Interferon-alpha in oncology patients: fewer psychiatric side effects than anticipated
Interferon-alpha (IFN-alpha) treatment in both oncological and hepatological settings is associated with depression. If IFN-alpha treatment induces depression in high numbers, it could serve as a model for studying the pathophysiology of depression, in general. The authors therefore studied 43 oncology patients treated with standard or pegylated IFN-alpha with baseline psychiatric assessment and at regular time-points in the first 6 months of treatment. Apart from a severe depression because of brain metastases, authors observed only two clinically relevant depressive states. Contrary to findings in most of the literature, most depressive episodes in this study were self-limiting and short-lasting and were associated with either episodes of flu-like symptoms common at the start of the treatment or with concurrent psychosocial events. In the group as a whole, scores on both observer-based and self-report rating scales did not show clinically relevant changes. The results of this study indicate that IFN-alpha treatment is not suitable as a study model for depression in general.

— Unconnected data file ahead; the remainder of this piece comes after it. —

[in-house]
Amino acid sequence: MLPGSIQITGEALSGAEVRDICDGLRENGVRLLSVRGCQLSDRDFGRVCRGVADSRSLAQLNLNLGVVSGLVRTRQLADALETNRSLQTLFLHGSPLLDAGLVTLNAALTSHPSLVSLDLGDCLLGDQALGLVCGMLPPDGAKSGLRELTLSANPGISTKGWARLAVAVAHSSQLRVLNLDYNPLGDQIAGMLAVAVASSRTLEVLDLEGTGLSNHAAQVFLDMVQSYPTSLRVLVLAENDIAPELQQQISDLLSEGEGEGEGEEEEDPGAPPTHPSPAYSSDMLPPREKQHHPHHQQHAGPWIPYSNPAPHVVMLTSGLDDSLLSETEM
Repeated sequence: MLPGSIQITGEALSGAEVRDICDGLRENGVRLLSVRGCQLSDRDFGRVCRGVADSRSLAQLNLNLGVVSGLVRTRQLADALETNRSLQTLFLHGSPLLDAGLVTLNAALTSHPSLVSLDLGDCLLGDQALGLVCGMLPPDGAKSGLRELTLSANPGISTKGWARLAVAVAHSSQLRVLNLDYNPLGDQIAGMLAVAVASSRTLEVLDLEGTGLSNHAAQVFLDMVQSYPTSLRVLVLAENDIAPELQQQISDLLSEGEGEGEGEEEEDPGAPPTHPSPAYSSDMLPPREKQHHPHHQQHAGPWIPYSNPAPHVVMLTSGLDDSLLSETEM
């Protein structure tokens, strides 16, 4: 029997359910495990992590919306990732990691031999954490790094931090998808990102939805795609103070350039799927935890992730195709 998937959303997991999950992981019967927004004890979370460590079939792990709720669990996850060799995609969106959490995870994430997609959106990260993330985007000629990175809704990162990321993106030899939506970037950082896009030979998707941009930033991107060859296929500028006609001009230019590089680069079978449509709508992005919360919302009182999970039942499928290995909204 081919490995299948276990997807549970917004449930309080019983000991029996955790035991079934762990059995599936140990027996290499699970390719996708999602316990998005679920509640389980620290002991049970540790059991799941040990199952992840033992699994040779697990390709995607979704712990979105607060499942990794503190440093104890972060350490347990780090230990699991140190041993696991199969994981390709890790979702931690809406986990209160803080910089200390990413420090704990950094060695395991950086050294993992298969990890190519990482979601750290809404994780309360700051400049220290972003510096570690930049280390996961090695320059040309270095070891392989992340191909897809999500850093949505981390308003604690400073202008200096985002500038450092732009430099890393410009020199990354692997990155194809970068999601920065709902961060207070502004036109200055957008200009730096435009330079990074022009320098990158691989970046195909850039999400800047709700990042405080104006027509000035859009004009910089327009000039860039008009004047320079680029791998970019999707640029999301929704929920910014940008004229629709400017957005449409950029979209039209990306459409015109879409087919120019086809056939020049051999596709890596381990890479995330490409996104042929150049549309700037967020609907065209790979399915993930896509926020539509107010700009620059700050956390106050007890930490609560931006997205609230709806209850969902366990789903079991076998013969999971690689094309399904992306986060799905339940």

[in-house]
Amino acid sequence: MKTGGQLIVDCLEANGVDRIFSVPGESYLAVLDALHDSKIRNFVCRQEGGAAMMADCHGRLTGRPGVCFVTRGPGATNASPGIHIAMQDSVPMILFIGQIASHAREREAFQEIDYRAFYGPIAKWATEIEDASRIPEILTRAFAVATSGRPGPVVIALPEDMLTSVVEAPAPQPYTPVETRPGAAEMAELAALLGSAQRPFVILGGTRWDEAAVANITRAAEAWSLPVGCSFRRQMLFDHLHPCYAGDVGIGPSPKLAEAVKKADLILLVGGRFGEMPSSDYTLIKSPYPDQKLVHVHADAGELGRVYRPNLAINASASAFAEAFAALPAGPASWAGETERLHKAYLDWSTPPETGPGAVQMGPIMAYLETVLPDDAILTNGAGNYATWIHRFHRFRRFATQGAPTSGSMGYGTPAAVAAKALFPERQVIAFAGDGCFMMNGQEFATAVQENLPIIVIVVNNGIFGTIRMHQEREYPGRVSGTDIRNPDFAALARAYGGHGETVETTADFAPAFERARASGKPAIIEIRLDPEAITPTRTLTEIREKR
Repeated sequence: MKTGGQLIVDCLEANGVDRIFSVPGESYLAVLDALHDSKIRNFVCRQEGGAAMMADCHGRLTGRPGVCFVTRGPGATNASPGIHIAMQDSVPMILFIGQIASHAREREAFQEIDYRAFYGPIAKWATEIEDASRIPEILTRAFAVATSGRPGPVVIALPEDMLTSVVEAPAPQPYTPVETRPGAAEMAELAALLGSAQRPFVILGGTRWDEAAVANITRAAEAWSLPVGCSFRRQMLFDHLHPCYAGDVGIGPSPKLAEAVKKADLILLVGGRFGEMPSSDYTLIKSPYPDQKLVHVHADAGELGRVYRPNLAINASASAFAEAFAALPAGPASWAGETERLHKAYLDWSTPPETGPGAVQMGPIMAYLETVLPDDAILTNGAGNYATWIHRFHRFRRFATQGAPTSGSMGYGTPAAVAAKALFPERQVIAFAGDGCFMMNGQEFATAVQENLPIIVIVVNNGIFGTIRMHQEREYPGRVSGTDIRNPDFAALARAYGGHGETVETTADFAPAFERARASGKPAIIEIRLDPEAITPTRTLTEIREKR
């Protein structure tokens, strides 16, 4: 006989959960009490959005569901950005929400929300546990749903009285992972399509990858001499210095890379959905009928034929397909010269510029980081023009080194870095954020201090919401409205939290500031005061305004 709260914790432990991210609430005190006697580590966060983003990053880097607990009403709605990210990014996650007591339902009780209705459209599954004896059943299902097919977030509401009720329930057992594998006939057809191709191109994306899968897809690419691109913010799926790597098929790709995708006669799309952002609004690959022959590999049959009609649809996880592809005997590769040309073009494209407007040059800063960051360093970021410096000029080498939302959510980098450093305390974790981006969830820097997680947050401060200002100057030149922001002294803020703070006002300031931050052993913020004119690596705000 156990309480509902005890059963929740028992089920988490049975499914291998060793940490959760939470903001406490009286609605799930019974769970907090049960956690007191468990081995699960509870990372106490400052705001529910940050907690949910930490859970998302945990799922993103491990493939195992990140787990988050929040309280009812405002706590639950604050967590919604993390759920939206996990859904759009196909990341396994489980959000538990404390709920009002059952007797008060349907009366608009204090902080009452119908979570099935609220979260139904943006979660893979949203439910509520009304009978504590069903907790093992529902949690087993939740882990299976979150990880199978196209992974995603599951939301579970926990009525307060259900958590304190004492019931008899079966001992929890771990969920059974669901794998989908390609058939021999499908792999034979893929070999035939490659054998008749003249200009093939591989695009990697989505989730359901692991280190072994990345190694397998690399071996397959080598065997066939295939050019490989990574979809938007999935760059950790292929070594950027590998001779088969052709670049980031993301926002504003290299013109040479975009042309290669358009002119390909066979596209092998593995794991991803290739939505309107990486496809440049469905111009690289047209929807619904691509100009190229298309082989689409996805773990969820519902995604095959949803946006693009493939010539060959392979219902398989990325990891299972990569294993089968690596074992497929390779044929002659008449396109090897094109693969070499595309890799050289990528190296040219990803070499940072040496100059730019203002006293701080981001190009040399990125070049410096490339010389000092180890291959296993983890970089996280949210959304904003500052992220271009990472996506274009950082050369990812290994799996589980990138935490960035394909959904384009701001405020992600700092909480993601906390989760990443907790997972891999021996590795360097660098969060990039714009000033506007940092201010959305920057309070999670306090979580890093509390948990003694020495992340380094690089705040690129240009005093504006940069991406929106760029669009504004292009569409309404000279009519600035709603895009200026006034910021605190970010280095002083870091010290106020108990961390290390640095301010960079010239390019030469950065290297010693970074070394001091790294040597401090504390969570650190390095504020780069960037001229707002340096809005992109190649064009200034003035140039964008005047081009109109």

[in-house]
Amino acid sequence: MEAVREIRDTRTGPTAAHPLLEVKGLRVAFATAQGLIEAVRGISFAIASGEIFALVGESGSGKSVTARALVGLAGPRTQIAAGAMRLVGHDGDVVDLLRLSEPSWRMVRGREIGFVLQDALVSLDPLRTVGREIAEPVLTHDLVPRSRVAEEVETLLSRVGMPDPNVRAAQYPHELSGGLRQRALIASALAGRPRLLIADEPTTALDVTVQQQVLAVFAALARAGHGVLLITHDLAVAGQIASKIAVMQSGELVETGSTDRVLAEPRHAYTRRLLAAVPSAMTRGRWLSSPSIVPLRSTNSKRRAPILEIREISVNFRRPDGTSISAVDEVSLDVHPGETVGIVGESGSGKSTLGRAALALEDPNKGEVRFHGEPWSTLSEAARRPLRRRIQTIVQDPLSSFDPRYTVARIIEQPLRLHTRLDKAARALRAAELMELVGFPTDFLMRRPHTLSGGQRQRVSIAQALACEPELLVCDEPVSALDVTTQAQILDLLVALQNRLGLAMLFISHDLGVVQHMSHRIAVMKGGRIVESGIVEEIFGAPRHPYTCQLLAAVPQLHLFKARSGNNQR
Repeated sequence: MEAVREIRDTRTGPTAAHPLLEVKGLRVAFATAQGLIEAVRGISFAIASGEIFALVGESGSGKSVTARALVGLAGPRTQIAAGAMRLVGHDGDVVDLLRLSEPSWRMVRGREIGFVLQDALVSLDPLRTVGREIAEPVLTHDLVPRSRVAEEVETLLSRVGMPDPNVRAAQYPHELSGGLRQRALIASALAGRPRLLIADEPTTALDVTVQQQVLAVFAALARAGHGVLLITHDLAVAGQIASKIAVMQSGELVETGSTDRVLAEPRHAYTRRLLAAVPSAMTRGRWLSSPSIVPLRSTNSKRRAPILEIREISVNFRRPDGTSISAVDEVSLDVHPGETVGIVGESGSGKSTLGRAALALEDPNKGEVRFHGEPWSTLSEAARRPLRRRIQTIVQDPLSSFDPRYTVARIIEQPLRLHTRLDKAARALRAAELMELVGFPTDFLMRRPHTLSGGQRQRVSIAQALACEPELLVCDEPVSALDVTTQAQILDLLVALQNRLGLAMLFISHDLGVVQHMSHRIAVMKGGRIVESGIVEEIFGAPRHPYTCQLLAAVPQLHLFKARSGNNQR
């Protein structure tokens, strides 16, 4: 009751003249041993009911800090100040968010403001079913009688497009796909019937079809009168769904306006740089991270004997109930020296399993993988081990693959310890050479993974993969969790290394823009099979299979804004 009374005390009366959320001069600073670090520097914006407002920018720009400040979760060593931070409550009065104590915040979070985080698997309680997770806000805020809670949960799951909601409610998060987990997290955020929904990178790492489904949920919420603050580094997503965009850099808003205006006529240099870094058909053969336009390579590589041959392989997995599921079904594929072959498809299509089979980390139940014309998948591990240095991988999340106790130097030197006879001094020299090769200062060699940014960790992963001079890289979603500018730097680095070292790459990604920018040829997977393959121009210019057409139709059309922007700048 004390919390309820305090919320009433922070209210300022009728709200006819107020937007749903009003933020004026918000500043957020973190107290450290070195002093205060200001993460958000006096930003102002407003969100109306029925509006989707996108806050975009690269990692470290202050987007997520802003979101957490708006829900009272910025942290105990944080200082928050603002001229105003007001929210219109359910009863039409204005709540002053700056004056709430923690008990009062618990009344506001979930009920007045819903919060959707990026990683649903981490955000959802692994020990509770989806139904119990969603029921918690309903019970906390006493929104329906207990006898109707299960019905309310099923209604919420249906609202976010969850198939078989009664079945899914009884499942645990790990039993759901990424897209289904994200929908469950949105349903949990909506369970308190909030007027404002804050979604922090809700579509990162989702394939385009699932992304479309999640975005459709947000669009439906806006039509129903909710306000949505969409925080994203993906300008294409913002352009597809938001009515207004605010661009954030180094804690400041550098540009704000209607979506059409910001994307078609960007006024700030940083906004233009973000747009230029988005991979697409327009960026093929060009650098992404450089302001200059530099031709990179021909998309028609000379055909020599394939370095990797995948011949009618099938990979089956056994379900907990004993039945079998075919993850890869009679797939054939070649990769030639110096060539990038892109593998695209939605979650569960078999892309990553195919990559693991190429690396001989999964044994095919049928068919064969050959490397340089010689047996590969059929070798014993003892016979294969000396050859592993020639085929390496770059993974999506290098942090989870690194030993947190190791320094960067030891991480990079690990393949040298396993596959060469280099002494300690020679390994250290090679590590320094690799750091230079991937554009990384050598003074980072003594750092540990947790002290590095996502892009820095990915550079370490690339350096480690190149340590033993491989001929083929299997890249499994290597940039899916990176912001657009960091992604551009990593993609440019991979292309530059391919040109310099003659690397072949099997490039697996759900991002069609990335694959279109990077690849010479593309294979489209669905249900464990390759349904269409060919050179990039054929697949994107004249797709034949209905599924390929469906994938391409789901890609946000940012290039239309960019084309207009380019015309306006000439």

|Persistent URL||dx.doi.org/10.1176/appi.psy.49.1.56, hdl.handle.net/1765/15993|
Bannink, M, Kruit, W.H.J, van Gool, A.R, Sleijfer, S, van der Holt, B, Eggermont, A.M.M, … Hengeveld, M.W. (2008). Interferon-alpha in oncology patients: fewer psychiatric side effects than anticipated. Psychosomatics: the journal of consultation and liaison psychiatry, 49(1), 56–63. doi:10.1176/appi.psy.49.1.56